That's why I don't see my time with academic teams or volunteering as wasted, even though in the end they didn't contribute as much to my application. Second, it is important to do things you enjoy. I still enjoyed playing the violin and being part of an orchestra, and I really enjoyed my school's academic teams, even though we never went beyond state level. Even if some activities don't contribute as much to your application, it's still fine to spend some time on them—just don't delude yourself into thinking they're stronger than they really are and overspend time on them. Finally, note that most of my activities were pursued over multiple years.
This is a good sign of commitment—rather than hopping from activity year to year, it's better to show sustained commitment, as this is a better signal of genuine passion. In a future article, I'll break down these activities in more detail. But this guide is already super long, so I want to focus our attention on the main points. Please describe which of your activities extracurricular and personal activities or work experience has been most meaningful and why.
I chose RSI as my most significant activity for two reasons—one based on the meaning of the work, and another on the social aspect. Reading the second paragraph now, it's a bit cringe-y in its enthusiasm, but I really did have an amazing experience and am still good friends with some of my classmates from RSI, over a decade later. In my application and in the Common Application, there's an Additional Information section, where you can write about anything else.
I chose to spend this clarifying my extracurriculars even further. My main motive in this section was to add more detail around my most significant activities : what I did, why they should be noteworthy to the reader, and what I personally gained from them. The only parts the reader underlined were the name of my research supervisor, and the fact that my research was then a Siemens-Westinghouse Semi-Finalist. Both of these legitimate my research.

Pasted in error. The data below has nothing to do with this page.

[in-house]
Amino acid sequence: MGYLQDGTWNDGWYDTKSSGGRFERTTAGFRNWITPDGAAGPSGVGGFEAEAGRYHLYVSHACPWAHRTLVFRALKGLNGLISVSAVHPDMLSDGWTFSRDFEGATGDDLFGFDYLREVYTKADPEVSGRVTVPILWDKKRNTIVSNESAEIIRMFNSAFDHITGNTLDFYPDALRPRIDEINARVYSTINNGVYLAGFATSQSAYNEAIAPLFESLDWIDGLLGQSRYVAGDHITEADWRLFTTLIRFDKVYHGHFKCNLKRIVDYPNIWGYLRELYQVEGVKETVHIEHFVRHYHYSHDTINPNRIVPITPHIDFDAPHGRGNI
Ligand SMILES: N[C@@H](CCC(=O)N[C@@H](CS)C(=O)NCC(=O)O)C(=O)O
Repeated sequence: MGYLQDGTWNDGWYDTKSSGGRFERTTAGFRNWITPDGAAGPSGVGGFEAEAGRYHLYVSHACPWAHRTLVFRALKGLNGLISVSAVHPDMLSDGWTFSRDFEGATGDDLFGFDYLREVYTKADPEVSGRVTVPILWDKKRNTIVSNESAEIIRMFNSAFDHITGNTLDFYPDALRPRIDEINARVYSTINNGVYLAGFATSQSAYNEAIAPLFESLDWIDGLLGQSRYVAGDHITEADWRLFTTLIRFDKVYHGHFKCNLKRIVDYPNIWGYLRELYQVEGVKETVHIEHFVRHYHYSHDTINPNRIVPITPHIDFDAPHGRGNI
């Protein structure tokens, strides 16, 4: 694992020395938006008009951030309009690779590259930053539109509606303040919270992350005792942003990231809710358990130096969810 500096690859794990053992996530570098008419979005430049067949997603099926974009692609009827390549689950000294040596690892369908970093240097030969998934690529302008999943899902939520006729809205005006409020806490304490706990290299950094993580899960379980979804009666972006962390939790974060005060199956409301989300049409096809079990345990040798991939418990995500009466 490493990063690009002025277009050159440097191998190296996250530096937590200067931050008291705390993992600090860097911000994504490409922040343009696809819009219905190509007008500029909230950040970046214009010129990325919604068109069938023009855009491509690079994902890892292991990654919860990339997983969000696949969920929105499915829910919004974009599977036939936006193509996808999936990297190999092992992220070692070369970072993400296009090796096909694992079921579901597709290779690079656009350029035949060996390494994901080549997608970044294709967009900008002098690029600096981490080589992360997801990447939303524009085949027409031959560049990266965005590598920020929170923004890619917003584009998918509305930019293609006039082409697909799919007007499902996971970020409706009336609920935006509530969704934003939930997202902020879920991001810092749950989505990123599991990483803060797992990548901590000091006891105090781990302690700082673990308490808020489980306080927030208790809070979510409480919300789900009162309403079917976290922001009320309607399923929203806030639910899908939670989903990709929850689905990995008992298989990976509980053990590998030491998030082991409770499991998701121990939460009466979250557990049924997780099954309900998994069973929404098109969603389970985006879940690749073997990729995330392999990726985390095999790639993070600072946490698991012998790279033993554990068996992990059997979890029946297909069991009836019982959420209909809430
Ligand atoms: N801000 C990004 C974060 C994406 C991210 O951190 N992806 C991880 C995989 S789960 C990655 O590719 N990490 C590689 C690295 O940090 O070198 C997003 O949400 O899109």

I highly recommend you take the time to write an Additional Information section. You have so little space in your Yale application or Duke application to express yourself—this is purposely designed so everyone doesn't submit pages of drivel. Here you have an extra words to add more color around your life and accomplishments—DO IT. Along with Activities, Academic Honors is the other major area where you can really shine and develop a big Spike. The higher the level of competition and the more prestigious the award, the more the honor is worth.
This has an exponential relationship, because of how quickly the field is narrowed at each stage of competition. A state ranking is probably worth 10x that of a regional ranking; a national ranking 10x that of a state ranking; and an international ranking even more. This can also mean an international ranking is worth x that of a regional ranking—again, why a big Spike is so impressive. It's obvious that schools like Yale and UChicago want the best students in the world that they can get their hands on. Academic honors and awards are a great, quantifiable way to show that.
Here's the complete list of Academic Honors I submitted. By far, the biggest academic honor I had was competing in the US National Chemistry Olympiad , where I ranked 6 in the country in junior year, out of roughly 11, students who took the first round test. If you don't know about these academic Olympiads, they're like the Olympics for math and science geeks. At the highest international level of competition, countries send their top students to wage battle against each other, just like the sports Olympics.
The best known subjects are Math , Physics , Chemistry , and Biology in order of descending prestige, among nerds. I ranked at the national level, before the US selected their final team—a study camp of 20 students. In junior year, I didn't make it onto the international team to compete I did in senior year, too late for college apps. But this was still a national level honor, in a well-known competition. If you are nationally or internationally ranked for something meaningful, you really stand out in the reader's mind , because most applicants only have regional and state honors, if even that.